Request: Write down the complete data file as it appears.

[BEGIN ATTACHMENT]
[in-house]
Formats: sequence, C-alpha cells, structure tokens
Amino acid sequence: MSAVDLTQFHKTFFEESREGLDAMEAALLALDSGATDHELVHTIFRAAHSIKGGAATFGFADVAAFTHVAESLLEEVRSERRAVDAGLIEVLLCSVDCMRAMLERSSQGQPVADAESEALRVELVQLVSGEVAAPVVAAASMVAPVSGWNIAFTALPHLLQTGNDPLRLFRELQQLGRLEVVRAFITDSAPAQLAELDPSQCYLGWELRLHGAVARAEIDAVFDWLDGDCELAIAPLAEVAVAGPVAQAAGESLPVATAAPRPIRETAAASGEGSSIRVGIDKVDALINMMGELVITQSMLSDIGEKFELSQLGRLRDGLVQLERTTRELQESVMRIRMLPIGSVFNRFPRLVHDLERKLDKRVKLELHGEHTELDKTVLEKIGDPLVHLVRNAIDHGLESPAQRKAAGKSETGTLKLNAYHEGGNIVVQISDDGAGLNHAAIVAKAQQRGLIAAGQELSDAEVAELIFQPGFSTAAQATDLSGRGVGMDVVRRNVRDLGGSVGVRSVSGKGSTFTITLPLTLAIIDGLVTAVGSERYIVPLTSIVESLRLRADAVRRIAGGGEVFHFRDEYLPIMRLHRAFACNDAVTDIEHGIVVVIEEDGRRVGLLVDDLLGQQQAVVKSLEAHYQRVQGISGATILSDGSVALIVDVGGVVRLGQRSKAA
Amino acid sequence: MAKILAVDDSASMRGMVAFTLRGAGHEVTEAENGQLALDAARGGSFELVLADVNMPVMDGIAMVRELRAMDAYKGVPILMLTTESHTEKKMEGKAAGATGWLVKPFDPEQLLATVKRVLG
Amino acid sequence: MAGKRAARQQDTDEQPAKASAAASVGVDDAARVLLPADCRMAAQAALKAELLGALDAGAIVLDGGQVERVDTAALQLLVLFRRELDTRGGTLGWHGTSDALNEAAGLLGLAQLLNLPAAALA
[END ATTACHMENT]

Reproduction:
[in-house]
Formats: sequence, C-alpha cells, structure tokens
Amino acid sequence: MSAVDLTQFHKTFFEESREGLDAMEAALLALDSGATDHELVHTIFRAAHSIKGGAATFGFADVAAFTHVAESLLEEVRSERRAVDAGLIEVLLCSVDCMRAMLERSSQGQPVADAESEALRVELVQLVSGEVAAPVVAAASMVAPVSGWNIAFTALPHLLQTGNDPLRLFRELQQLGRLEVVRAFITDSAPAQLAELDPSQCYLGWELRLHGAVARAEIDAVFDWLDGDCELAIAPLAEVAVAGPVAQAAGESLPVATAAPRPIRETAAASGEGSSIRVGIDKVDALINMMGELVITQSMLSDIGEKFELSQLGRLRDGLVQLERTTRELQESVMRIRMLPIGSVFNRFPRLVHDLERKLDKRVKLELHGEHTELDKTVLEKIGDPLVHLVRNAIDHGLESPAQRKAAGKSETGTLKLNAYHEGGNIVVQISDDGAGLNHAAIVAKAQQRGLIAAGQELSDAEVAELIFQPGFSTAAQATDLSGRGVGMDVVRRNVRDLGGSVGVRSVSGKGSTFTITLPLTLAIIDGLVTAVGSERYIVPLTSIVESLRLRADAVRRIAGGGEVFHFRDEYLPIMRLHRAFACNDAVTDIEHGIVVVIEEDGRRVGLLVDDLLGQQQAVVKSLEAHYQRVQGISGATILSDGSVALIVDVGGVVRLGQRSKAA
Amino acid sequence: MAKILAVDDSASMRGMVAFTLRGAGHEVTEAENGQLALDAARGGSFELVLADVNMPVMDGIAMVRELRAMDAYKGVPILMLTTESHTEKKMEGKAAGATGWLVKPFDPEQLLATVKRVLG
Amino acid sequence: MAGKRAARQQDTDEQPAKASAAASVGVDDAARVLLPADCRMAAQAALKAELLGALDAGAIVLDGGQVERVDTAALQLLVLFRRELDTRGGTLGWHGTSDALNEAAGLLGLAQLLNLPAAALA